Exchanging hard disks in a Software-RAID

Last change on 2021-11-23 • Created on 2020-03-19

Introduction

This article uses an example to describe the necessary steps involved in exchanging a defective drive in a software RAID (mdadm).

IMPORTANT NOTE: All commands are just examples. You should adjust them accordingly!

You can find a video how-to on our Hetzner YouTube channel

Example scenario

Here is the example configuration:

# cat /proc/mdstat
Personalities : [raid1]
md3 : active raid1 sda4[0] sdb4[1]
      1822442815 blocks super 1.2 [2/2] [UU]

md2 : active raid1 sda3[0] sdb3[1]
      1073740664 blocks super 1.2 [2/2] [UU]

md1 : active raid1 sda2[0] sdb2[1]
      524276 blocks super 1.2 [2/2] [UU]

md0 : active raid1 sda1[0] sdb1[1]
      33553336 blocks super 1.2 [2/2] [UU]

unused devices: <none>

There are four partitions in total:

  • /dev/md0 as swap
  • /dev/md1 as /boot
  • /dev/md2 as /
  • /dev/md3 as /home

/dev/sdb is the defective drive in this case. A missing or defective drive is shown by [U_] and/or [_U]. If the RAID array is intact, it shows [UU].

# cat /proc/mdstat
Personalities : [raid1]
md3 : active raid1 sda4[0] sdb4[1](F)
      1822442815 blocks super 1.2 [2/1] [U_]

md2 : active raid1 sda3[0] sdb3[1](F)
      1073740664 blocks super 1.2 [2/1] [U_]

md1 : active raid1 sda2[0] sdb2[1](F)
      524276 blocks super 1.2 [2/1] [U_]

md0 : active raid1 sda1[0] sdb1[1](F)
      33553336 blocks super 1.2 [2/1] [U_]

unused devices: <none>

You can perform the changes to the software RAID while the system is running. If proc/mdstat shows that the drive is failing, like in the example here, then you can make an appointment with our support technicians to replace the drive (see further below).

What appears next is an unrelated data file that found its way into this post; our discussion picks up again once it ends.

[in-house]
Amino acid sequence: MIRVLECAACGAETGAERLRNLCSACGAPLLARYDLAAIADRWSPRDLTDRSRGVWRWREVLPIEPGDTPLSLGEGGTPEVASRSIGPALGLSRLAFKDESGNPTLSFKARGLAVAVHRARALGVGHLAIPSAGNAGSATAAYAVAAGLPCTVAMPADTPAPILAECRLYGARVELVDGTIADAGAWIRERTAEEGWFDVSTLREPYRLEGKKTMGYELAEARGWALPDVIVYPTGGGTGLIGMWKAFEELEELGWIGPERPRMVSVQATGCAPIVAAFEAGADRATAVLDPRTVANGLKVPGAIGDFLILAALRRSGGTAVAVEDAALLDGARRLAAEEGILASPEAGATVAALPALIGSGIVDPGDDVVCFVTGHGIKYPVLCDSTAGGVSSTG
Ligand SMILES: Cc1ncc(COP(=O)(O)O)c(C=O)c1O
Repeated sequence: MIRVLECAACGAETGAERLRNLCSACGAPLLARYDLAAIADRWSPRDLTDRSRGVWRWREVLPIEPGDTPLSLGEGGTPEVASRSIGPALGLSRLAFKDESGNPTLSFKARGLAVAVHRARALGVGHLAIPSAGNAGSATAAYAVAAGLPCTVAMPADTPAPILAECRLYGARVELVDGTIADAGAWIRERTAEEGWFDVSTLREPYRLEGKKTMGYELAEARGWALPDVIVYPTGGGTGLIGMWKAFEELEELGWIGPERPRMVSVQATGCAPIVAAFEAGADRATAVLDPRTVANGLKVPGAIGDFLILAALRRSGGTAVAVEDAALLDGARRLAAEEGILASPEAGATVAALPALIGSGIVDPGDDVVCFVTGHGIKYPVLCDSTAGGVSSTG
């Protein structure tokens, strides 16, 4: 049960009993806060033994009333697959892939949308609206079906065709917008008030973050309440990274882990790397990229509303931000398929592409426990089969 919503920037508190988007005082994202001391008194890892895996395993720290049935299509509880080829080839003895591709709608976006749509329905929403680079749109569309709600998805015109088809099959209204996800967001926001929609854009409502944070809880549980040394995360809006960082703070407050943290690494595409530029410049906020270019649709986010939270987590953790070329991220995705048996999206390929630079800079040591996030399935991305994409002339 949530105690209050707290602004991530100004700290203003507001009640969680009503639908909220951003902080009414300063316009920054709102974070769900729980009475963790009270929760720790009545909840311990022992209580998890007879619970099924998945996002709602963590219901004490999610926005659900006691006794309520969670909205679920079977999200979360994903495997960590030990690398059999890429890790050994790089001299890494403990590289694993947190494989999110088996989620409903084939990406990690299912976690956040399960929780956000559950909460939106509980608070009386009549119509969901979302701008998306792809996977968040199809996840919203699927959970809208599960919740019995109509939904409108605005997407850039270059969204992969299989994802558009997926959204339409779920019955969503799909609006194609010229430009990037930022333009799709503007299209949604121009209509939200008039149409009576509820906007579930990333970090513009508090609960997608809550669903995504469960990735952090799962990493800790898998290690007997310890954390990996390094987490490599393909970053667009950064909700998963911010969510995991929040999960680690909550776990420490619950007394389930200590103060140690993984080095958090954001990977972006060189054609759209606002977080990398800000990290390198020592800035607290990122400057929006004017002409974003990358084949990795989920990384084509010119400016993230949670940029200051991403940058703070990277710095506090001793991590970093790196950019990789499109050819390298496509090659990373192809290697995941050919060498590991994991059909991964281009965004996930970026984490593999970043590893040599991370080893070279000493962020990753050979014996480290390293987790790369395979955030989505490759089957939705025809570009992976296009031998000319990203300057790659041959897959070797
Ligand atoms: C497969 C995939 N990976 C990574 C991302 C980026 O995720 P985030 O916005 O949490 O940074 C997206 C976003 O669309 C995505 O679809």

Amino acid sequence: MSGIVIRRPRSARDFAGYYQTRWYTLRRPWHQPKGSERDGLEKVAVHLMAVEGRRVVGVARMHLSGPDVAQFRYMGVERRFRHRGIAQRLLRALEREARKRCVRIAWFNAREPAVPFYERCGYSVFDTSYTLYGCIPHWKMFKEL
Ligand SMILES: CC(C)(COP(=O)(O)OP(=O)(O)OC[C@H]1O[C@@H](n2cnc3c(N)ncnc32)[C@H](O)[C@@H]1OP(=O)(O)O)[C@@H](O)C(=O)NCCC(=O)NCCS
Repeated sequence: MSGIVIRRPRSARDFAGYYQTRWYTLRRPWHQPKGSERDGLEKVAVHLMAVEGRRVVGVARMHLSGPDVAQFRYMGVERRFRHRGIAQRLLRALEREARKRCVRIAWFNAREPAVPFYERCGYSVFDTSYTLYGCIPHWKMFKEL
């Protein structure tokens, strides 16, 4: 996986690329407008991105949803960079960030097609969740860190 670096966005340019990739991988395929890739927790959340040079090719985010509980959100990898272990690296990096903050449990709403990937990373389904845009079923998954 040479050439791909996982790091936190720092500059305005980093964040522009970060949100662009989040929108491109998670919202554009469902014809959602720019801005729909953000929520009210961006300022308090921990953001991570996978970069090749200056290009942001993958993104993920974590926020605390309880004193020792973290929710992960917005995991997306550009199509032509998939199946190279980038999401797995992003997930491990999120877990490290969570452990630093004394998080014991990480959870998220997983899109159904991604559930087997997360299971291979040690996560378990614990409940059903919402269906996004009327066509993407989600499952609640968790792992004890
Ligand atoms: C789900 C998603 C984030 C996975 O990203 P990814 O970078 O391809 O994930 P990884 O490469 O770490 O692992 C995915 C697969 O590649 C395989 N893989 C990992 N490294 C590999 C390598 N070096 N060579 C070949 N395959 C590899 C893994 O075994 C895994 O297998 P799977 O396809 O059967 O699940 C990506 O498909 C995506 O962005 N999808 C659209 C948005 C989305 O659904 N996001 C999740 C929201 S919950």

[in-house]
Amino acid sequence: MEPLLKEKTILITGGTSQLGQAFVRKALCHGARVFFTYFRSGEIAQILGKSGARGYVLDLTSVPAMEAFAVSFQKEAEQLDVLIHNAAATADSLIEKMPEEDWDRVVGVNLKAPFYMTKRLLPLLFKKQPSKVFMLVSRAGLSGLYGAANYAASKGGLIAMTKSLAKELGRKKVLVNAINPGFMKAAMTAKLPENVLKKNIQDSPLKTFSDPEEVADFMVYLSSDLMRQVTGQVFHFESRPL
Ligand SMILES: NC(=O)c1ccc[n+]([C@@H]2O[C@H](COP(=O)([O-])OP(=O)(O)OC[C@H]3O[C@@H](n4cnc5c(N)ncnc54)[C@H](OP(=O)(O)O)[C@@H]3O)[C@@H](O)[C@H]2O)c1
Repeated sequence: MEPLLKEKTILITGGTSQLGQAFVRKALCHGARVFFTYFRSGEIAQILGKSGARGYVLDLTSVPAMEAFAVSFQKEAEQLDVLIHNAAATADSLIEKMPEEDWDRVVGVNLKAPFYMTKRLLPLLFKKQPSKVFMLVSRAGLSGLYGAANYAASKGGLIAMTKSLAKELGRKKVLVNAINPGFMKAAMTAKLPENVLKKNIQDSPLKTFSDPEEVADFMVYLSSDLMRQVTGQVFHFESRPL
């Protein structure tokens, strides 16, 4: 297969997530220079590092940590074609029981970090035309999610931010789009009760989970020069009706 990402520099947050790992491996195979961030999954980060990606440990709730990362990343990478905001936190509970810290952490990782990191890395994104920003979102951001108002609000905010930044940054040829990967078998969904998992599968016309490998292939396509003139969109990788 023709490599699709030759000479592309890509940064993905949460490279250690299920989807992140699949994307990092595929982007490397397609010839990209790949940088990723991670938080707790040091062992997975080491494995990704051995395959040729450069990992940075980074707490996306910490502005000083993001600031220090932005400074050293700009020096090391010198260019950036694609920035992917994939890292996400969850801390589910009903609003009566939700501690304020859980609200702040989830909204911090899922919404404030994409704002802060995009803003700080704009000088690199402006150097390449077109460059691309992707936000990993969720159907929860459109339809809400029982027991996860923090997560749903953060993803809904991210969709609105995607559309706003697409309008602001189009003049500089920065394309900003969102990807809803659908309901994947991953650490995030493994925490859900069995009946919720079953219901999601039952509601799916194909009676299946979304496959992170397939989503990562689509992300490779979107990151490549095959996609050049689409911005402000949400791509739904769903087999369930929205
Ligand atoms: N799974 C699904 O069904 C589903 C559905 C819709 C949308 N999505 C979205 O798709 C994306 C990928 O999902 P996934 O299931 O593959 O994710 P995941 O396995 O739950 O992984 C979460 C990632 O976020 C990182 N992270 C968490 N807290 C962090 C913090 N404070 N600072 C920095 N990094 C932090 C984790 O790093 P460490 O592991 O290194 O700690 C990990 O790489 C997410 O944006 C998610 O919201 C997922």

# cat /proc/mdstat
Personalities : [raid1]
md3 : active raid1 sda4[0]
      1822442815 blocks super 1.2 [2/1] [U_]

md2 : active raid1 sda3[0]
      1073740664 blocks super 1.2 [2/1] [U_]

md1 : active raid1 sda2[0]
      524276 blocks super 1.2 [2/1] [U_]

md0 : active raid1 sda1[0]
      33553336 blocks super 1.2 [2/1] [U_]

unused devices: <none>

Removal of the defective drive

Before you can add a new drive, you need to first remove the old defective drive from the RAID array. You need to do this for each individual partition.

# mdadm /dev/md0 -r /dev/sdb1
# mdadm /dev/md1 -r /dev/sdb2
# mdadm /dev/md2 -r /dev/sdb3
# mdadm /dev/md3 -r /dev/sdb4

The following command shows the drives that are part of an array:

# mdadm --detail /dev/md0

In some cases, a drive may only be partly defective, so for example, only /dev/md0 is in the [U_] state, whereas all other devices are in the [UU] state. In this case, the command

# mdadm /dev/md1 -r /dev/sdb2

fails because the /dev/md1 array is ok.

In this event, you need to execute the command

# mdadm --manage /dev/md1 --fail /dev/sdb2

first to move the RAID into [U_] status.

Arranging an appointment with the support team to exchange the defective drive

To exchange the defective drive, you need to make an appointment with the support team in advance. The support team will need to take the server off-line for a short time.

Please use the support request section on Robot to make an appointment with the technicians.

Preparing the new drive

Both drives in the array need to have the exact same partitioning. Depending on the partition table type you are using (MBR or GPT), you need to use appropriate utilities to copy the partition table. The GPT partition table is usually used in drives that are larger than 2TiB (for example, 3TB HDDs in EX4 and EX6).

Backing up the MBR/GPT

Before copying the MBR/GPT to a new drive, you need to back it up. That way, if something goes wrong during the copying, you will still be able to restore the original.

Backup with MBR

sfdisk --dump /dev/sda > sda_parttable_mbr.bak
sfdisk --dump /dev/sdb > sdb_parttable_mbr.bak
sfdisk --dump /dev/sdX > sdX_parttable_mbr.bak

Restore with MBR

sfdisk /dev/sda < sda_parttable_mbr.bak
sfdisk /dev/sdb < sdb_parttable_mbr.bak
sfdisk /dev/sdX < sdX_parttable_mbr.bak

Backup with GPT

sgdisk --backup=sda_parttable_gpt.bak /dev/sda
sgdisk --backup=sdb_parttable_gpt.bak /dev/sdb
sgdisk --backup=sdX_parttable_gpt.bak /dev/sdX

Restore with GPT

sgdisk --load-backup=sda_parttable_gpt.bak /dev/sda